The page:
Weekly scouting report

Enviroweather GDD summary for 2015 (GDD50 from March 1)

Site

Sept. 21

Sept. 27 (projected)

Berrien Springs

2,605

2,690

Lawton

2,618

2,705

 

Enviro-weather grape berry moth model summary (GDD47 from wild grape bloom). We do not expect a significant fourth generation of grape berry moth this year.

County

Wild grape bloom

Current GDD after wild grape bloom (as of Sept. 21)

Predicted start of fourth generation egglaying (2,430 GDD after wild grape bloom)

Berrien

May 26

2,554

Low risk of occurrence

Van Buren (Lawton)

May 28

2,469

Low risk of occurrence

Van Buren

(Mattawan)

May 29

2,422

Low risk of occurrence

Allegan
(Fennville)

June 3

2,139

Low risk of occurrence

Berrien County farms visited Monday, Sept. 14

Concord is in late veraison and the largest berries are about 2 centimeters across. Concord harvest is estimated to begin around Sept. 25-28. Vignoles are ripening steadily with harvest also expected to begin later this week.

The third flight of grape berry moth males is continuing, but, over the past two weeks, the number of moths caught in traps has been steadily decreasing. On the last scouting visits to these farms, captures ranged from zero to 12 moths per trap and this indicates the third flight is ending.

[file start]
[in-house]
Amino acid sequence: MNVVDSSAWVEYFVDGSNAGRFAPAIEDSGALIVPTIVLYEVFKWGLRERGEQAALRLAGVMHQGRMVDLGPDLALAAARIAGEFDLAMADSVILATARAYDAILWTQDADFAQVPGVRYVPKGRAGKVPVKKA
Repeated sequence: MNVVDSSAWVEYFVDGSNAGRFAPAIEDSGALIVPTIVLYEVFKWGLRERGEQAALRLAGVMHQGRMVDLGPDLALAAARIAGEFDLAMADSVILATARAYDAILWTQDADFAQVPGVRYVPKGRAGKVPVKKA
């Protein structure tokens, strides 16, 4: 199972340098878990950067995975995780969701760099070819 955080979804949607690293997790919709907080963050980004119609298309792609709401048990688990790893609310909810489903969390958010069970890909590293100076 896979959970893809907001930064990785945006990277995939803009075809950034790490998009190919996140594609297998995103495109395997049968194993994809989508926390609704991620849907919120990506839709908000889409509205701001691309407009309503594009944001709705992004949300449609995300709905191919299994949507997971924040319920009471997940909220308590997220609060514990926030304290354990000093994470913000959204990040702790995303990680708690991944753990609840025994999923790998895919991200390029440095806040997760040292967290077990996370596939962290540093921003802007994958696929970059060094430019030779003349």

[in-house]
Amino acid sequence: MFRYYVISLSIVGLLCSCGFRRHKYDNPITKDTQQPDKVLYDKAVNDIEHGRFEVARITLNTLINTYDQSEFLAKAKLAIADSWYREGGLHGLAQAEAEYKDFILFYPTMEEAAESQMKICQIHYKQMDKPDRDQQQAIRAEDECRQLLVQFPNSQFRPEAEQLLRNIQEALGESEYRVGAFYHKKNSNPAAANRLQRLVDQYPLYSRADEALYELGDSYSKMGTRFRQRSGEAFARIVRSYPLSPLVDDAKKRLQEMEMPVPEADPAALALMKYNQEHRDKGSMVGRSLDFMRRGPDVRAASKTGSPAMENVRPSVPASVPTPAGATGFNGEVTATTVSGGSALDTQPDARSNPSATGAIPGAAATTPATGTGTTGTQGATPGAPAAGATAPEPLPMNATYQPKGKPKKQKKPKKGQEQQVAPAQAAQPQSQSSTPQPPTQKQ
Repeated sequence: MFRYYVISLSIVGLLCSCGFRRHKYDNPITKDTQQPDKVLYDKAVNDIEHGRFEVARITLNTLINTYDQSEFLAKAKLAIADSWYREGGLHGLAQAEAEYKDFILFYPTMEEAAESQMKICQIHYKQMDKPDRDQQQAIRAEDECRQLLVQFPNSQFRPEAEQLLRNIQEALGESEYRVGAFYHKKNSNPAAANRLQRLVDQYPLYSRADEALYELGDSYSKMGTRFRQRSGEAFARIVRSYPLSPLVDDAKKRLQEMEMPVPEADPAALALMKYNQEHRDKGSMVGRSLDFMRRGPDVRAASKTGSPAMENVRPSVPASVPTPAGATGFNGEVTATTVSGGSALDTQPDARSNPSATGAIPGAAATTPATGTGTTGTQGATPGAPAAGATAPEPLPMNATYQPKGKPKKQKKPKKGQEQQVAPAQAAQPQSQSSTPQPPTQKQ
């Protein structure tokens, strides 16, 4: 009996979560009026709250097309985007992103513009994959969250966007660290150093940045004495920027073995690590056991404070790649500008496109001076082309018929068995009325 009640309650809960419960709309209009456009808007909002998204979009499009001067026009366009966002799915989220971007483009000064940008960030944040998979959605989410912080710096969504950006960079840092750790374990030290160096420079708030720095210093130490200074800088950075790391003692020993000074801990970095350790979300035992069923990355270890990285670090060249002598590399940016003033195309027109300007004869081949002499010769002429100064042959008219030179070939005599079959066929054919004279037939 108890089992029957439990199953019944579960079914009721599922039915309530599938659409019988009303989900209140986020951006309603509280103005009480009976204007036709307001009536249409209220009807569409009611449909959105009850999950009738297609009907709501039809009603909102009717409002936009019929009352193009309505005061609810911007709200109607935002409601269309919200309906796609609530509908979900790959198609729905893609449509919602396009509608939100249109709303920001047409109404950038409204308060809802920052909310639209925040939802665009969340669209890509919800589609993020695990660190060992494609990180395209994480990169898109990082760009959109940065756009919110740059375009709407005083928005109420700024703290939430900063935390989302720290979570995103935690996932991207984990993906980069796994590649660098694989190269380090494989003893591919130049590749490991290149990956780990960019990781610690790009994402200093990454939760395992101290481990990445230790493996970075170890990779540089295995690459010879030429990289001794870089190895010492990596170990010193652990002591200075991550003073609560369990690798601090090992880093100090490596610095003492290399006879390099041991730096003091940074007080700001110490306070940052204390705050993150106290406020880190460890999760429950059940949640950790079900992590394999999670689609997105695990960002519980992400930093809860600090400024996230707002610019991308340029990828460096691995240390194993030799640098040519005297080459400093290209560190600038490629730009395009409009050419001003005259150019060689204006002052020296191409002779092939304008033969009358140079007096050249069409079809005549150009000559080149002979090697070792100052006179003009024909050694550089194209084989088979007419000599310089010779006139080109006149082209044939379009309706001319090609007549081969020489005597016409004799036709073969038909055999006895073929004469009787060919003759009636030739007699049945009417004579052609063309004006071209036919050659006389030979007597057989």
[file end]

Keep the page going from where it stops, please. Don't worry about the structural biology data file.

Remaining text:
Grape berry moth control appears to be good in the vineyards that we visited this week. Some clusters on the outermost vines on vineyard borders have grape berry moth damage, but much of this damage involves only a small entry wound on a single berry with no further increase in the severity of damage. In vineyards we scouted Sept. 14, infestation ranged from 8 to 84 percent of clusters with some grape berry moth feeding damage on vines that are adjacent to woods containing wild grape. As we have seen all season, very little damage was recorded in vineyard interiors. As we are already starting harvest, this is likely the last chance for growers and scouts to check vineyard hotspots to determine if a clean-up treatment for grape berry moth is required. Insecticides with a broad range of activity and a short PHI should be used for clean-up sprays where necessary.

Third generation egglaying and feeding by young larvae is still occurring, but this activity appears to be declining. The observed decline is likely due to damaged and diseased berries getting consumed by fruit flies, ants and wasps, and then drying and dropping from the clusters.